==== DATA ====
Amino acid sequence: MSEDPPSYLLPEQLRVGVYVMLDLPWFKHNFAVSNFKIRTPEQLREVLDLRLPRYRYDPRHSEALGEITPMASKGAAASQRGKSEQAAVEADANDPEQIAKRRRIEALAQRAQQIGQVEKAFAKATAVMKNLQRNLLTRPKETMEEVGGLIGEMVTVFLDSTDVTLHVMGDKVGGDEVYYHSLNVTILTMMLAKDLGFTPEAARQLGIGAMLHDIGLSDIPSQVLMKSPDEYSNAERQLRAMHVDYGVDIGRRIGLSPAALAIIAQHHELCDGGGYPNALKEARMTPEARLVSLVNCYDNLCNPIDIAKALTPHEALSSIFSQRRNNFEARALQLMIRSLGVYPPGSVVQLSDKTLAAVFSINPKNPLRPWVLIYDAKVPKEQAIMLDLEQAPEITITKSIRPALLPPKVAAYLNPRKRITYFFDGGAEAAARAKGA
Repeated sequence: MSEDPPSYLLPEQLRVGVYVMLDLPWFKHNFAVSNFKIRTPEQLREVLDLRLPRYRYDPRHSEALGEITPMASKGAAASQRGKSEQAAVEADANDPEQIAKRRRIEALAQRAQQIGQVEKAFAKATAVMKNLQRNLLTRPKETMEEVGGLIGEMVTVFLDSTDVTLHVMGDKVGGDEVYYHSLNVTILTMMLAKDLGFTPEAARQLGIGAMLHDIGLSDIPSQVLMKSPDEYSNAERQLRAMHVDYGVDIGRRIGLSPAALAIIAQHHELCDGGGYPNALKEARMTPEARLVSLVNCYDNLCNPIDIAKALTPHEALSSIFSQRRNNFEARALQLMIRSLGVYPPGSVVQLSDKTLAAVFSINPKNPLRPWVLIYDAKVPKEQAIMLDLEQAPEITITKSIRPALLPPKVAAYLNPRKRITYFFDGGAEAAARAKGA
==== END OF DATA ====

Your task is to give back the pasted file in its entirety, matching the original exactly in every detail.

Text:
Amino acid sequence: MSEDPPSYLLPEQLRVGVYVMLDLPWFKHNFAVSNFKIRTPEQLREVLDLRLPRYRYDPRHSEALGEITPMASKGAAASQRGKSEQAAVEADANDPEQIAKRRRIEALAQRAQQIGQVEKAFAKATAVMKNLQRNLLTRPKETMEEVGGLIGEMVTVFLDSTDVTLHVMGDKVGGDEVYYHSLNVTILTMMLAKDLGFTPEAARQLGIGAMLHDIGLSDIPSQVLMKSPDEYSNAERQLRAMHVDYGVDIGRRIGLSPAALAIIAQHHELCDGGGYPNALKEARMTPEARLVSLVNCYDNLCNPIDIAKALTPHEALSSIFSQRRNNFEARALQLMIRSLGVYPPGSVVQLSDKTLAAVFSINPKNPLRPWVLIYDAKVPKEQAIMLDLEQAPEITITKSIRPALLPPKVAAYLNPRKRITYFFDGGAEAAARAKGA
Repeated sequence: MSEDPPSYLLPEQLRVGVYVMLDLPWFKHNFAVSNFKIRTPEQLREVLDLRLPRYRYDPRHSEALGEITPMASKGAAASQRGKSEQAAVEADANDPEQIAKRRRIEALAQRAQQIGQVEKAFAKATAVMKNLQRNLLTRPKETMEEVGGLIGEMVTVFLDSTDVTLHVMGDKVGGDEVYYHSLNVTILTMMLAKDLGFTPEAARQLGIGAMLHDIGLSDIPSQVLMKSPDEYSNAERQLRAMHVDYGVDIGRRIGLSPAALAIIAQHHELCDGGGYPNALKEARMTPEARLVSLVNCYDNLCNPIDIAKALTPHEALSSIFSQRRNNFEARALQLMIRSLGVYPPGSVVQLSDKTLAAVFSINPKNPLRPWVLIYDAKVPKEQAIMLDLEQAPEITITKSIRPALLPPKVAAYLNPRKRITYFFDGGAEAAARAKGA